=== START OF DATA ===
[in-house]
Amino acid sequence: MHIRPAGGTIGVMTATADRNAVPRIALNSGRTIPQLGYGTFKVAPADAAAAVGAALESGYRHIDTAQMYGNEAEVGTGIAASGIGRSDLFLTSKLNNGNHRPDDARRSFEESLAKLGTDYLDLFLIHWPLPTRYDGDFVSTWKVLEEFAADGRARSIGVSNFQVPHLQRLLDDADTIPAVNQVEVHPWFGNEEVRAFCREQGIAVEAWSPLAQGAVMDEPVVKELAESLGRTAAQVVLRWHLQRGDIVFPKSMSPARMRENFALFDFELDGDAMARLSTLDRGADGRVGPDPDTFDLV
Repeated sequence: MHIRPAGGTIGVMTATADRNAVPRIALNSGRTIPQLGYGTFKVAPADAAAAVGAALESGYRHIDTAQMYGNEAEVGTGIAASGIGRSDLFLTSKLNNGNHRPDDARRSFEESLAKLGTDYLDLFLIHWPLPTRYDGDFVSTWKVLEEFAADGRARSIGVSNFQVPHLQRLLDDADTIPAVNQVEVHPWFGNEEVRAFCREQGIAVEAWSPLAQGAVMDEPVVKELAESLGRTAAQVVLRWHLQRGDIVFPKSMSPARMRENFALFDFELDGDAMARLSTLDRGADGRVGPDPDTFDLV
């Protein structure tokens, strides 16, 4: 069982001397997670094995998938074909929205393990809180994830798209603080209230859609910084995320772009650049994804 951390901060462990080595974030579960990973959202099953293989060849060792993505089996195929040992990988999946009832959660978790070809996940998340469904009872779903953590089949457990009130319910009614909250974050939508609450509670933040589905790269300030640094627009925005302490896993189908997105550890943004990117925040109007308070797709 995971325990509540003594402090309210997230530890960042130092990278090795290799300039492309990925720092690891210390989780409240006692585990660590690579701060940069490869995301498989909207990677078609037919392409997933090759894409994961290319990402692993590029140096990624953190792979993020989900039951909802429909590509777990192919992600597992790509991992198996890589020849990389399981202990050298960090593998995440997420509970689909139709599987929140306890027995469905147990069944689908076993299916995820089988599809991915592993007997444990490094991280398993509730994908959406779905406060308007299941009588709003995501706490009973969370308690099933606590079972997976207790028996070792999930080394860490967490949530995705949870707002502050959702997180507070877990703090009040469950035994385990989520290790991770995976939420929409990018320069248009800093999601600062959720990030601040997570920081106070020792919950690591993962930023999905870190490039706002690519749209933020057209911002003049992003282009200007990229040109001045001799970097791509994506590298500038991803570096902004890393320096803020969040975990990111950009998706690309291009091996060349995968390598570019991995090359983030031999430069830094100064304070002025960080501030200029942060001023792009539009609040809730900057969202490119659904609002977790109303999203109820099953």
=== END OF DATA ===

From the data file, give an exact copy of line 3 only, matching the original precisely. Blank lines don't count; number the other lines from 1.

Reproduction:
Repeated sequence: MHIRPAGGTIGVMTATADRNAVPRIALNSGRTIPQLGYGTFKVAPADAAAAVGAALESGYRHIDTAQMYGNEAEVGTGIAASGIGRSDLFLTSKLNNGNHRPDDARRSFEESLAKLGTDYLDLFLIHWPLPTRYDGDFVSTWKVLEEFAADGRARSIGVSNFQVPHLQRLLDDADTIPAVNQVEVHPWFGNEEVRAFCREQGIAVEAWSPLAQGAVMDEPVVKELAESLGRTAAQVVLRWHLQRGDIVFPKSMSPARMRENFALFDFELDGDAMARLSTLDRGADGRVGPDPDTFDLV